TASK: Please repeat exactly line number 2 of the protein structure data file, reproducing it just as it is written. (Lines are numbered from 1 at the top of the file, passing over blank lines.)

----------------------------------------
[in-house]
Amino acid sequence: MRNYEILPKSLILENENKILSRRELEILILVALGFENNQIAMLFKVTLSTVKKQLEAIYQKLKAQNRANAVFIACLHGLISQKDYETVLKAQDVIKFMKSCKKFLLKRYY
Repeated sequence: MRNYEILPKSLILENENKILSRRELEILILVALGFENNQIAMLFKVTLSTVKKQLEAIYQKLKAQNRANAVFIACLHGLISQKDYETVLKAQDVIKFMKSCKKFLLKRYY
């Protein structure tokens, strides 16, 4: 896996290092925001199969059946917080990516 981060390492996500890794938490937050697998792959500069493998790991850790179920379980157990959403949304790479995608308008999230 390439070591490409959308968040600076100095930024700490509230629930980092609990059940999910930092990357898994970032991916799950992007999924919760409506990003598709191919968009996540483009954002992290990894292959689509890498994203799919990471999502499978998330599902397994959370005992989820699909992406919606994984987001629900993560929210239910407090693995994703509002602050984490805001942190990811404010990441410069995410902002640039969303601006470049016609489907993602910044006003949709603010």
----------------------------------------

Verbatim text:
Amino acid sequence: MRNYEILPKSLILENENKILSRRELEILILVALGFENNQIAMLFKVTLSTVKKQLEAIYQKLKAQNRANAVFIACLHGLISQKDYETVLKAQDVIKFMKSCKKFLLKRYY